I still was only able to achieve orgasm within 5 minutes (my first a year ago lasted only 2 minutes!).
I would like to seek your professional advice on ways to improve the interval of intercourse prior to ejaculation. I understand from your previous responses to other "e-patients", I am safe from being diagnosed with premature ejaculation. Please do correct me if I am wrong.
I also believe that I suffer from phimosis. I am unable to fully retract the foreskin over the glans penis when it is erected. I am able to do so at other times, i.e. not erected. Appreciate if you could shed some light on this matter as well.
A: Thank you for your questions and the reminder emails. Indeed I have
not forgotten nor discard your concerns. I am simply overwhelmed by many questions to answer.
Many may find it hard to believe (Including myself!)
Anyway, for a 27-year-old man who just had two sexual encounters and ejaculated between 2-5 minutes, I would hardly diagnose you with Premature Ejaculation (PE), with any stretch of imagination.
The International Society of Sexual Medicine defines PE as a sexual dysfunction characterized by decrease interval of intercourse (around one minute), lack of control and increase bothersome facing such impairment. This is based on men having such problems with regular sexual encounters for at least six months. I think two encounters one year apart hardly counts.
Interval of intercourse, as you have pointed out, can be partner, situational and sexual positional dependent.
Essentially, the biggest sexual organ in your body (I mean your brain) is having constant battle of stimulation and inhibition of the ejaculation center, during sexual activity.
This is determined by numerous neurotransmitters, including dopamine and serotonin. With advancing age and experience, you begin to be able to control you state of arousal and hence the natural neurotransmitters can enhance or shorten your interval of intercourse.Of course, there is a small possibility that you may still suffer from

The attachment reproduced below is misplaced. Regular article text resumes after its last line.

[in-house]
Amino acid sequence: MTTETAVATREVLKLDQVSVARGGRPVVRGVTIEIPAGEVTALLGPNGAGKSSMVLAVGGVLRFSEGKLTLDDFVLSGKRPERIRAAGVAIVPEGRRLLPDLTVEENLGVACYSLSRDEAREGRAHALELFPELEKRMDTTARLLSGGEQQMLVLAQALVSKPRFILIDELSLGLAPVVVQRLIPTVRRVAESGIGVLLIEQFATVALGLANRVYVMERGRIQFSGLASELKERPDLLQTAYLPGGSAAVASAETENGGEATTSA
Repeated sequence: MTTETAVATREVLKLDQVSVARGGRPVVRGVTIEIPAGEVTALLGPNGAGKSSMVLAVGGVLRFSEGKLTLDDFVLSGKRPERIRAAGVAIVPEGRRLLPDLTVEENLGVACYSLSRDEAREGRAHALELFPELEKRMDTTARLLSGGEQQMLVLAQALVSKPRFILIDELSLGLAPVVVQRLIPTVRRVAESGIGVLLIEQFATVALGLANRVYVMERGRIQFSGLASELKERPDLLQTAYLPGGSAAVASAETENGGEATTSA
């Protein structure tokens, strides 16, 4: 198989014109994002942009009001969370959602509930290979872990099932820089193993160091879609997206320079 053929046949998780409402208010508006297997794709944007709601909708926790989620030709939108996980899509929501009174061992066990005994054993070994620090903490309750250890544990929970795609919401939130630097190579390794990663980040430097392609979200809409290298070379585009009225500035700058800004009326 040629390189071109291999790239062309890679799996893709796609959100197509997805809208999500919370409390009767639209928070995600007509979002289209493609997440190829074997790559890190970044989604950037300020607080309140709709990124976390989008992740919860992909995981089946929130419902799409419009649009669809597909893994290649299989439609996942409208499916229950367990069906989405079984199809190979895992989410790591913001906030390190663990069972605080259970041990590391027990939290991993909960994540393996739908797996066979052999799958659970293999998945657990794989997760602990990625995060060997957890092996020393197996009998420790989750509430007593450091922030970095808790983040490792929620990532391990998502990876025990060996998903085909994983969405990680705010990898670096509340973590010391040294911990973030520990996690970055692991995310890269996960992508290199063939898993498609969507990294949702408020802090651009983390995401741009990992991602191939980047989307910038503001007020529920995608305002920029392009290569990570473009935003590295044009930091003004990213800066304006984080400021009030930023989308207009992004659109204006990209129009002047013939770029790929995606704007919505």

PE, despite gaining more sexual experience in the future.
This is not uncommon as it can affect up to one in three men in Asia Pacific region. There are medications that can increase the availability of serotonin in your neuro-synapses.This will in turn increase and enhance your sexual experience. For you, I think it is too early to rush into treatment.
As for your foreskin, you may have a mild degree of phimosis, as you are able to retract it when the penis is flaccid. Majority of such tightness can be overcome with increasing sexual activities (self or non-self induced). If the situation become painful or the foreskin begins to crack, I think you may need to have circumcision.
So, Dr. G’s advice is: be patience, explore and experience. We have all been through it before!
Q:I'm a male age 38. I have been having ejaculating withouterections for some times. I also have encountered difficulties with erection recently.